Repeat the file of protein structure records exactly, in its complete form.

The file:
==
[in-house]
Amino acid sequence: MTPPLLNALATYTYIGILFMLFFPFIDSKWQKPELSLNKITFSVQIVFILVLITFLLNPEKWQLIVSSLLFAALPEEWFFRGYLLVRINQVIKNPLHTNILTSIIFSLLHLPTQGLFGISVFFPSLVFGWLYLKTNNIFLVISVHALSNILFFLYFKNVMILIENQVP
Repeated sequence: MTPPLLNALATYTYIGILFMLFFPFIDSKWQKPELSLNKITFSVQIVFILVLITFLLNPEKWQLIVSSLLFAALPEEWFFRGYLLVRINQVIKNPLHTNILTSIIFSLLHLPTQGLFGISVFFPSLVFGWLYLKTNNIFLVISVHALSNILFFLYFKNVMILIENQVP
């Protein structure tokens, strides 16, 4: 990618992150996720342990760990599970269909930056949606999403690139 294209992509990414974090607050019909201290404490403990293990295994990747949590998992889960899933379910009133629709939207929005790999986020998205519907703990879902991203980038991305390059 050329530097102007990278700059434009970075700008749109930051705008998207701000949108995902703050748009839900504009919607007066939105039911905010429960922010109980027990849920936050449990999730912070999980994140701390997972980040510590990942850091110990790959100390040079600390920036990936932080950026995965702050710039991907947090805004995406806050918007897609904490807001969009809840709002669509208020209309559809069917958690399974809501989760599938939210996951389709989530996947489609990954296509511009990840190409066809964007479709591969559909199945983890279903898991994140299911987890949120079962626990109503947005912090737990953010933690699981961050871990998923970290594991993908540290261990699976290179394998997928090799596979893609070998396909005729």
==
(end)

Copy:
[in-house]
Amino acid sequence: MTPPLLNALATYTYIGILFMLFFPFIDSKWQKPELSLNKITFSVQIVFILVLITFLLNPEKWQLIVSSLLFAALPEEWFFRGYLLVRINQVIKNPLHTNILTSIIFSLLHLPTQGLFGISVFFPSLVFGWLYLKTNNIFLVISVHALSNILFFLYFKNVMILIENQVP
Repeated sequence: MTPPLLNALATYTYIGILFMLFFPFIDSKWQKPELSLNKITFSVQIVFILVLITFLLNPEKWQLIVSSLLFAALPEEWFFRGYLLVRINQVIKNPLHTNILTSIIFSLLHLPTQGLFGISVFFPSLVFGWLYLKTNNIFLVISVHALSNILFFLYFKNVMILIENQVP
């Protein structure tokens, strides 16, 4: 990618992150996720342990760990599970269909930056949606999403690139 294209992509990414974090607050019909201290404490403990293990295994990747949590998992889960899933379910009133629709939207929005790999986020998205519907703990879902991203980038991305390059 050329530097102007990278700059434009970075700008749109930051705008998207701000949108995902703050748009839900504009919607007066939105039911905010429960922010109980027990849920936050449990999730912070999980994140701390997972980040510590990942850091110990790959100390040079600390920036990936932080950026995965702050710039991907947090805004995406806050918007897609904490807001969009809840709002669509208020209309559809069917958690399974809501989760599938939210996951389709989530996947489609990954296509511009990840190409066809964007479709591969559909199945983890279903898991994140299911987890949120079962626990109503947005912090737990953010933690699981961050871990998923970290594991993908540290261990699976290179394998997928090799596979893609070998396909005729």